It is so wonderful that we have access to Bundjalang language and that we can keep it going by using it in our everyday lives with the names of local animals, plants, places, body parts etc.
People in every corner of the world and through every era of time have wondered much about the mysteries of life.
Tribal Aboriginal people in their many, separate groups, found answers and guidance in the intricate, in-depth, varied and creative teachings which came form their Dreaming.
Wollumbin stands as a majestic mountain in a bowl – shaped valley surrounded by a ring of mountain ranges, the Mt Warning Caldera.
Wollumbin stands 1157 metres high today. Twenty million years ago, it was the main plug or outlet of the massive volcano from which poured lava, forming the mountqains and reefs in the north-east corner of New South Wales.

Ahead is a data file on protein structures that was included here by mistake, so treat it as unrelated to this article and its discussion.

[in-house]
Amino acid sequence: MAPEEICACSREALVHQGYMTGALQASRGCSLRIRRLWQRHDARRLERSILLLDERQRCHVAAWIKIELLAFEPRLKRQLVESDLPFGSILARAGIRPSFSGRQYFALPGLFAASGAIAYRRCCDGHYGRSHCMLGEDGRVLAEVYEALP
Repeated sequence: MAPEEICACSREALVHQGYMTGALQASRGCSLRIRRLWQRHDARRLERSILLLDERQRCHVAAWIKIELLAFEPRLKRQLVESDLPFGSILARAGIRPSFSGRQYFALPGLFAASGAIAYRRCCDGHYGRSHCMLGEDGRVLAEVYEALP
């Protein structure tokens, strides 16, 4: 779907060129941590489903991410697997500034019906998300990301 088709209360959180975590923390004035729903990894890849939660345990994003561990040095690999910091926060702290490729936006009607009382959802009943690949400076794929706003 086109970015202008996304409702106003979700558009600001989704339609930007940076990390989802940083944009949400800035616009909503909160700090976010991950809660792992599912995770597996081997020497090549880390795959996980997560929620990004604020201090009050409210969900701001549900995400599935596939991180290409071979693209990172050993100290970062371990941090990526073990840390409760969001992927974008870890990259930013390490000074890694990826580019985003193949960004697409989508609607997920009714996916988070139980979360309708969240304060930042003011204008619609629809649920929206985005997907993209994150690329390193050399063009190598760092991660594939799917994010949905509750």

Taken from “Our Land Our Spirit” Aboriginal Sites of North Coast New South Wales by Jolunda Nayutah and Gail Finlay, North...
Bush tucker is the food Australian Aboriginal People lived on Prior to colonisation. It includes edible plants, nuts, tubers, fruits, seafood and game.
Their understanding of Indigenous plants goes way beyond just knowing what is edible. They used plants for tools, weapons, and for medicine and healing. They understood the seasons and the life cycle of plants and animals and the effect that had on their own survival.
At Evans Head, a scarred tree stands. A tallow wood, its bark was removed by the local Indigenous mob to make a small canoe or repair a canoe. There are two stories attached to this site.
The First is that the bark was removed by young boys being trained in canoe-making and bark removal. The actual scar would have been much larger if the boys had been making a full size canoe to seat two men.
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